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USAARL hosts area youth in summer program

Paola Capo, GEMS mentor, works with students on an experiment where they test the elasticity of rubber bands after being submerged in hot and cold water during the GEMS program June 12. (Photo by Nathan Pfau)

Paola Capo, GEMS mentor, works with students on an experiment where they test the elasticity of rubber bands after being submerged in hot and cold water during the GEMS program June 12. (Photo by Nathan Pfau)

Published: June 19, 2014

FORT RUCKER, Ala. (June 19, 2014) -- There are many ways for children to learn, whether it’s in the classroom or at home, but the Gains in the Education of Mathematics and Science program at the U.S. Army Aeromedical Research Laboratory provides a platform for children to learn through interaction and hands-on experience.

GEMS has two separate programs within itself for different age groups: neuroscience GEMS for fifth and sixth graders, during which participants use their five senses to learn about the brain and neurological processes; and biochemistry GEMS for seventh and eighth graders, during which participants learn by challenging themselves with experiments that focus on chemistry, biology and biochemistry, according to Jessica Cumbee, GEMS assistant program coordinator.

Throughout the ongoing program, participants will do experiments ranging from combining certain combinations of chemicals and materials to study different chemical reactions, to forensic science, like fingerprinting, she said.

For Libby Hvarven, 13-year-old GEMS student, forensics was her favorite part of the program, which she did last year, but said she had so much fun she wanted to return to the program this year for the biochemistry session.

“I really like that kind of stuff, the crime investigation-type stuff,” she said. “We did fingerprinting and things like that, and I thought that was a lot of fun. I’d never done anything like that before and they don’t teach things like that in school, so coming here and learning about it was a great experience.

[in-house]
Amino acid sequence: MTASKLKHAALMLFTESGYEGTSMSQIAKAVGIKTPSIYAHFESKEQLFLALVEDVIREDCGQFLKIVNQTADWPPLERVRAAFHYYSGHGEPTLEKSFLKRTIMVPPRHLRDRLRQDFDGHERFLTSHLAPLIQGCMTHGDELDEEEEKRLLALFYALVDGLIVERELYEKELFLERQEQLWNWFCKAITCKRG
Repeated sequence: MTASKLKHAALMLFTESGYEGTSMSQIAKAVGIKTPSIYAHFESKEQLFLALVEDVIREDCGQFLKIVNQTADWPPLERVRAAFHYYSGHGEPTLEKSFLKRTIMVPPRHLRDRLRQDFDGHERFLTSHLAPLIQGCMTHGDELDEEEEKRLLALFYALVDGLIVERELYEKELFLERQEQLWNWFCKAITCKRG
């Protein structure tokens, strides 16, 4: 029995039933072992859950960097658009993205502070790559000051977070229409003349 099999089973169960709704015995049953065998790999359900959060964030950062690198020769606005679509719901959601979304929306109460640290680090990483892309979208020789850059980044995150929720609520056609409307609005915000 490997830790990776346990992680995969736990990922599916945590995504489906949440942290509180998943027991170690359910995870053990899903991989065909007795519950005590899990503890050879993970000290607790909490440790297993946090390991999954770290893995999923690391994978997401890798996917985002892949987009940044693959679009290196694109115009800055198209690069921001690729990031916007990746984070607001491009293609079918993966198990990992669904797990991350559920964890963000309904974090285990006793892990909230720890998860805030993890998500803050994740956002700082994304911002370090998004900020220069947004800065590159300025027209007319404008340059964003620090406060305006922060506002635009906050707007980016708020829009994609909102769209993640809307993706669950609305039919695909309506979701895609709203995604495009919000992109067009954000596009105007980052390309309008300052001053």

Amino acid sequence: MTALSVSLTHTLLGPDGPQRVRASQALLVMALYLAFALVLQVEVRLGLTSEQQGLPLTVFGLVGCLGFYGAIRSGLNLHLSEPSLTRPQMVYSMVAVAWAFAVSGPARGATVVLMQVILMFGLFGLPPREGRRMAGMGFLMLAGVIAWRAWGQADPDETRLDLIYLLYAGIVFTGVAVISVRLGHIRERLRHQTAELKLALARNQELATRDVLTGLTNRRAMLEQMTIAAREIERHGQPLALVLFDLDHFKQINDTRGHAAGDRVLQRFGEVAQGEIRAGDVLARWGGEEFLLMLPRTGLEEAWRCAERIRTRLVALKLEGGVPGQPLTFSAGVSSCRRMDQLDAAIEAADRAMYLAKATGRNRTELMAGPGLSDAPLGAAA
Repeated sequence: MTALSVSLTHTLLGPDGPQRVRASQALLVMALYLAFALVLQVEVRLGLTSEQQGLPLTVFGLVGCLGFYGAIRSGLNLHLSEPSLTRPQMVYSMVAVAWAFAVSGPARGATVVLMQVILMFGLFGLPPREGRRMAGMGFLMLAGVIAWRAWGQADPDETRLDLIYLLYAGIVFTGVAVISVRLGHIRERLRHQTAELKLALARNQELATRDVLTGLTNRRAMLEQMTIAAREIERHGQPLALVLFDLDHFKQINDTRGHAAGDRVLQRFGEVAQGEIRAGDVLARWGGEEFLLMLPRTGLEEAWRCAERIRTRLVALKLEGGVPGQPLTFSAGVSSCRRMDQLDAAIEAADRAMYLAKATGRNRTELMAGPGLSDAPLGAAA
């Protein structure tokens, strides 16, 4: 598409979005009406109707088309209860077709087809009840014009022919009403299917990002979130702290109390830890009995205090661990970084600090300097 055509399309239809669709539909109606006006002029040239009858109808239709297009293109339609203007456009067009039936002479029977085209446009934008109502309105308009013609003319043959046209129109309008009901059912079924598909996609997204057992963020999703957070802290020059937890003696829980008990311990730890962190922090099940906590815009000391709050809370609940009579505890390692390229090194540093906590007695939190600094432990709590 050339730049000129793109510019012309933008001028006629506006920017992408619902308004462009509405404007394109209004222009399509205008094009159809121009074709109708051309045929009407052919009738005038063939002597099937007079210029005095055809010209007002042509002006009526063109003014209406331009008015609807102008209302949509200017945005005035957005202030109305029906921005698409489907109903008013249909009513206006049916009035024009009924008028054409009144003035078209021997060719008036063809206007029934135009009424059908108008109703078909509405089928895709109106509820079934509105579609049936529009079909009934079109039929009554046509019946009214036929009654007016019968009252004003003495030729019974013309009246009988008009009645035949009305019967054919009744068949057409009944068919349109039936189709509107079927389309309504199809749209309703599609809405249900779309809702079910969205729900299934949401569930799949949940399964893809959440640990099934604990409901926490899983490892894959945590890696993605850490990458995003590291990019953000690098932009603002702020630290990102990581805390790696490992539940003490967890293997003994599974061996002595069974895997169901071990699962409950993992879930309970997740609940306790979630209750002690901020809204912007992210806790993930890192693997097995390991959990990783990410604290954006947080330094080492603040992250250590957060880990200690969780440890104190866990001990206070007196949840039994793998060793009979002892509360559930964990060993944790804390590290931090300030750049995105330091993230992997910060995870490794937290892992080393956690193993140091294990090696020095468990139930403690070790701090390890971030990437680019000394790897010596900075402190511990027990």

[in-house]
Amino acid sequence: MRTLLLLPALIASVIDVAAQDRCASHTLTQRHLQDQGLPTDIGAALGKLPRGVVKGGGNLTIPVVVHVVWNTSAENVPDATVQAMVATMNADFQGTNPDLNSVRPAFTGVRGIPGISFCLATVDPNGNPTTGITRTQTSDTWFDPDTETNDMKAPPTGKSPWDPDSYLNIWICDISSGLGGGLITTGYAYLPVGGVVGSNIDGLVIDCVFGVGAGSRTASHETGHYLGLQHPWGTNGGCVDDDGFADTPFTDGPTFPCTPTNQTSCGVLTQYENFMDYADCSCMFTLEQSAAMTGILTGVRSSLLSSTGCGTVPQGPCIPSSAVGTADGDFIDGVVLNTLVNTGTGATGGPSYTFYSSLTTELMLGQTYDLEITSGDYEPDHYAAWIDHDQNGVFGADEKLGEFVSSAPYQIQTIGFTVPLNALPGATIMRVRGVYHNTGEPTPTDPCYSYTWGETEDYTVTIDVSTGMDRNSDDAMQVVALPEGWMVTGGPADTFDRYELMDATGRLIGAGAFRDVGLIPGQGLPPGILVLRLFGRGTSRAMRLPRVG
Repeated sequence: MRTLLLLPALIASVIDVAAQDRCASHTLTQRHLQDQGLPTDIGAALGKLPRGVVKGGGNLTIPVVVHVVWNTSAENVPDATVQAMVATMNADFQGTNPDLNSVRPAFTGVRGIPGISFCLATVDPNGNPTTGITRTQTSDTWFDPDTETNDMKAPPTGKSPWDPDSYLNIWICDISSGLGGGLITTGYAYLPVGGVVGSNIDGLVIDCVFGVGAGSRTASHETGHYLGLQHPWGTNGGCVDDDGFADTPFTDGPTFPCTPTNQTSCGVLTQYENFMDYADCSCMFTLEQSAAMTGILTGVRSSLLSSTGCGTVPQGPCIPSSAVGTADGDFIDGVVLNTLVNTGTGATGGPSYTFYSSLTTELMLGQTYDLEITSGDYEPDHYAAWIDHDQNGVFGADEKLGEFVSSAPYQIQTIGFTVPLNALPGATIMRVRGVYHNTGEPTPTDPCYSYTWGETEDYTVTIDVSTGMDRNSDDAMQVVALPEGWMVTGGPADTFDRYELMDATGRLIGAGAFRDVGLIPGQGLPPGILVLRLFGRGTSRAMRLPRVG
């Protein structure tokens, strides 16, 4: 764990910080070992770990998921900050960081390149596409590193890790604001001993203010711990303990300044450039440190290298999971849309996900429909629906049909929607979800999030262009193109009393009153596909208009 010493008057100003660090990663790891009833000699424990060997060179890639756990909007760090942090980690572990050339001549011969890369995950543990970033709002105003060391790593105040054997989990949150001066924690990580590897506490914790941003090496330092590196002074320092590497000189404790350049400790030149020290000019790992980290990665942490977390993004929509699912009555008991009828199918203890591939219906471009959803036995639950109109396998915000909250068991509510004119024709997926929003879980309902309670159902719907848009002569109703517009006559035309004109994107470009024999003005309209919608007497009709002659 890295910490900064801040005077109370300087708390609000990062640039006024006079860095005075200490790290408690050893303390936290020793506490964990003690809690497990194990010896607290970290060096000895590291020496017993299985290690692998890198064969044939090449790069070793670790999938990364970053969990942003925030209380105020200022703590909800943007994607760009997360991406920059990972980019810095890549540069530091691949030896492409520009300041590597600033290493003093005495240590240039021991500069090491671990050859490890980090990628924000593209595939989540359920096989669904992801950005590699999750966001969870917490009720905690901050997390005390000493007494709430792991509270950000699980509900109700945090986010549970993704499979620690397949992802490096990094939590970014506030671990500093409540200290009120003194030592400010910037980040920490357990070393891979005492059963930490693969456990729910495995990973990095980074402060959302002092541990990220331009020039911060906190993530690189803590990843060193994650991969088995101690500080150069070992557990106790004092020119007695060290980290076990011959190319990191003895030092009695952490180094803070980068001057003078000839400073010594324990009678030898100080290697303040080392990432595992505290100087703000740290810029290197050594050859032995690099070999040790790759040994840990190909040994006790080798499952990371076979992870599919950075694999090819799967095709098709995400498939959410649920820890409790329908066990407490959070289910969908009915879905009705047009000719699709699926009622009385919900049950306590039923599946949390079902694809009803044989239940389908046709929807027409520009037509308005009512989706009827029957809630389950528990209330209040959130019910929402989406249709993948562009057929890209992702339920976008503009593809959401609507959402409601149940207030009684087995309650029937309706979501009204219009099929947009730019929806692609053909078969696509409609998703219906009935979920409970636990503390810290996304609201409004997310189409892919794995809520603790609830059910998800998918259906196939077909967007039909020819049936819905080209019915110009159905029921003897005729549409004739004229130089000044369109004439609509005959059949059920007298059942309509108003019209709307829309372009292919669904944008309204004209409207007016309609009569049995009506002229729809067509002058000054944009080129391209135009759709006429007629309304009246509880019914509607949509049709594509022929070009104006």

“I had a lot of fun last year, so I wanted to come back this year and it’s been a lot of fun, so far,” Hvarven continued. “We’ve done a lot more experiments this year.”

One of those experiments included making “elephant toothpaste,” which is what is made when hydrogen peroxide is combined with yeast to produce a foamy substance that resembles toothpaste fit for the world’s largest land mammal.

Currently, the program is in its biochemistry session, which runs until June 20, with the neuroscience session running from July 7 to Aug. 1., and is all meant to challenge students and get them ready for where they want to go in life, said Cumbee.

“The students are led through a variety of Science, Technology, Engineering and Mathematics experiments that are really hands on and engaging,” she said. “The overall goal of the program is to bring in someone close to their age as their mentor to guide them through career questions, majors, colleges, and teach them ways of the road that they’ve experienced. It’s a professional enrichment experience.”

For many students, like Bryan Whitehurst, the learning experience isn’t only about learning about science and mathematics, but learning how to work together as a team.

“We’ve done some group activities where we combined straws together to see who can make the highest tower using only straws and tape,” said Whitehurst, whose team came in second with a 5-foot, 8-inch tower. “That (experiment) taught us not only about how to build a structure as high as we can, but how to work as a team and how to cooperate and work together in a group.”

“Working in groups allows us to learn from other people around you,” added Hvarven. “Others might have ideas that you don’t come up with, so it’s like you’re learning by being with other people, as well as the mentors rather than just doing something by yourself.”

In addition to the elephant toothpaste and straw towers, the participants learned about polymer chemistry, and performed experiments using different brands of diapers to see how the specific polymers vary.

“All of this is to teach the children about the science behind things – to get them involved and engaged in the science, as well as explore different career pathways,” said Cumbee. “That’s kind of where the mentor comes in – to tie things together, introduce major concepts and to get them thinking of STEM outside of school.”

The program has enjoyed such success that it’s had to extend both the biochemistry and neuroscience sessions by an additional week, but it still wasn’t enough to avoid a waitlist, on which Cumbee said nearly 80 students are waiting.

“This year we’ve just had an overwhelming response,” she said. “The amount of interest has been so incredible, and we’ve added weeks to keep up with the groups, but we can only do so much.”

With all the added interest and the amount of children and teens going through the program, the No. 1 priority is the safety of all the participants, and steps were taken to make sure that everyone who goes through the program is safe.

That attention to safety allows participants to learn in an environment where they can focus on what they’re doing – learning life lessons, said Cumbee.

“Whether these kids pursue a STEM career is not the point, regardless of how much we would really like them to,” she said. “As you get older, if something doesn’t necessarily come easy, people tend to lose interest. I think that the most important thing for these kids to learn is that it’s not always easy. You have to work so hard for everything that comes your way, and I think that that’s a life lesson.”

This article was originally published at

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